Following the success of its pilot store in Cardiff, Starbucks has partnered with Euro Garages to open 30 drive-through coffee shops across the UK, at both service stations and as standalone sites. Starbucks' brand value, the convenience of the drive-through format, and a growing trend of eating-on-the-go among young consumers suggest that this collaboration has every chance of being a success.
The first drive-through Starbucks has already been opened at Euro Garages' BP site in Deeside, North Wales, and by the end of 2010, seven more branches will open across the country, including two in Shrewsbury, Shropshire and Runcorn, Cheshire that will open within the next few weeks. The remaining stores will be opened by 2013.
Euro Garages is an independent forecourt operator with 84 sites located in the North of England and the Midlands. Through this partnership, Starbucks will have a large potential customer base, as the majority of Euro Garages' service stations are situated in high density residential locations, business parks and on main roads and motorways. The forecourt operator also has partnerships with other convenience product retailers such as Subway, Gregg's and Spar, which help in attracting more customers to its sites. For Euro Garages, the Starbucks brand name and its hot beverage offering will complement its existing convenience product portfolio.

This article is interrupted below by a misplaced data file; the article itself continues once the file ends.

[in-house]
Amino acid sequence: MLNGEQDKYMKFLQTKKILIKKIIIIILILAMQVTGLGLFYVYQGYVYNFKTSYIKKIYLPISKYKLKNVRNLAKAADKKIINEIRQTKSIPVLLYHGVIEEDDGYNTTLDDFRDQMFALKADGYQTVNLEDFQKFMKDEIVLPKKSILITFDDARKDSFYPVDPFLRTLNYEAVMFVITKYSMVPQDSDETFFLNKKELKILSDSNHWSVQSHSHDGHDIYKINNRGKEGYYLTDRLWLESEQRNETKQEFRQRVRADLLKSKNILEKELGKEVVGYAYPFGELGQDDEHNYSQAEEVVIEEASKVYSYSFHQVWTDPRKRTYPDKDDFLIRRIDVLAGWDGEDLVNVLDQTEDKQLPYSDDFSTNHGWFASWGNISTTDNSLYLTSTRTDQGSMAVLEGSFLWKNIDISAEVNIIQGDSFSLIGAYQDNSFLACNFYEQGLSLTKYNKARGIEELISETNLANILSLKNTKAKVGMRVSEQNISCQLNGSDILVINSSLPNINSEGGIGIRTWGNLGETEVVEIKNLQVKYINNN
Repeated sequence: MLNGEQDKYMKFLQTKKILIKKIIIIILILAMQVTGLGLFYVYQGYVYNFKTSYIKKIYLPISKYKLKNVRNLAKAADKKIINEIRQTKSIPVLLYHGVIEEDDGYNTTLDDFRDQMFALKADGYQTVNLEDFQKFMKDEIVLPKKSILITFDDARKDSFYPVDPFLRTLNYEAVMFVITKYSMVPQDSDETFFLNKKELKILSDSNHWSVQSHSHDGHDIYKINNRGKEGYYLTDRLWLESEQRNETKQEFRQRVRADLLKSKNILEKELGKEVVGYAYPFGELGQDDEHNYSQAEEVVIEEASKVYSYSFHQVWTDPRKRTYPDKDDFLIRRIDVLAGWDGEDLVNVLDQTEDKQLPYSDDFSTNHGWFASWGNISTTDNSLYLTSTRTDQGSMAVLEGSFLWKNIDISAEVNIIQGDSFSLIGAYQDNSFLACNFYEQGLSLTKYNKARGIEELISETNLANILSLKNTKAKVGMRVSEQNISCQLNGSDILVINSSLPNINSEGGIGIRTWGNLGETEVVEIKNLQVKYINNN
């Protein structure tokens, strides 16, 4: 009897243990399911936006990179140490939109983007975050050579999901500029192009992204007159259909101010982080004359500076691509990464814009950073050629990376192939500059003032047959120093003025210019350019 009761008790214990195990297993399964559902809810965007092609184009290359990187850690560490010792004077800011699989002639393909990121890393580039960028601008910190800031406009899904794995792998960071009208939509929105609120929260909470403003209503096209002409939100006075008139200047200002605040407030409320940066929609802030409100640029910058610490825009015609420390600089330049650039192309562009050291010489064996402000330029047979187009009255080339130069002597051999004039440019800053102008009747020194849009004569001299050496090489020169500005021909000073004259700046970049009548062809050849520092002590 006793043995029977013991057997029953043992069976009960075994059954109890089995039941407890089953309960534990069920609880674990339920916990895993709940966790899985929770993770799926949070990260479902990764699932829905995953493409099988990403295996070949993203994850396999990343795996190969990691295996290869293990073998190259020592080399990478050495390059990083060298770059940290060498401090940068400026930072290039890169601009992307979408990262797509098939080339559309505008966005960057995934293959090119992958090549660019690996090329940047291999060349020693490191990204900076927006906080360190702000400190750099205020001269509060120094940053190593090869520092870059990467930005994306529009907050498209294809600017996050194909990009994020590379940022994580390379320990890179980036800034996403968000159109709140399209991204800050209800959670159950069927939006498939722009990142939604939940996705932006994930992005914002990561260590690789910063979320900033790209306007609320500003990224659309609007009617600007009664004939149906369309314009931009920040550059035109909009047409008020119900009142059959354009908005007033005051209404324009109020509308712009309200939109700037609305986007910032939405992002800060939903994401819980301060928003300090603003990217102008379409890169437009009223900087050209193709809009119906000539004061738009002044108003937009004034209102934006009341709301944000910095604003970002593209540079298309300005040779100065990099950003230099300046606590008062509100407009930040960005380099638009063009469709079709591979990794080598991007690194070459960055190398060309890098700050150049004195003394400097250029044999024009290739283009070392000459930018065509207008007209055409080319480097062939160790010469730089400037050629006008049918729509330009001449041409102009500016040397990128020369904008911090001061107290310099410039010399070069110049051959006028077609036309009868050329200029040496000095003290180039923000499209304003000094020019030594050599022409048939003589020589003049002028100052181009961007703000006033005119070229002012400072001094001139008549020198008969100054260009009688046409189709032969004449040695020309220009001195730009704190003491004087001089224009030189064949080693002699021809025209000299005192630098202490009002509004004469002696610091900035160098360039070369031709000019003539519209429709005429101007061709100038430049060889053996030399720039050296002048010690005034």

Drive-through coffee shops will enable Starbucks to cash in on the growing trend of eating-on-the-go, which is especially prevalent among younger consumers. According to Datamonitor research, UK motorists aged 18-35 place a higher importance on food service when choosing a service station compared to consumers aged above 35. Therefore, this venture may prove to be profitable for both companies, should they succeed in tapping into this customer segment.
There has been a proliferation of retail brands on the UK forecourt in recent years arising from collaborations between oil companies and retail chains, such as Shell/Waitrose and BP/M&S. Such deals have served to expand the product offerings at forecourt shops; however, many have struggled to market the new product ranges and services to consumer effectively. Consequently, consumers have become increasingly unsure of the overall forecourt offering.
There is now a pronounced need to develop a strategy to effectively communicate the forecourt convenience offer to the end consumer. In this context, it will be interesting to see how the Euro Garages/Starbucks partnership faces this challenge, and whether or not it is able to develop a clear positioning for the brand in the somewhat cluttered UK forecourt space.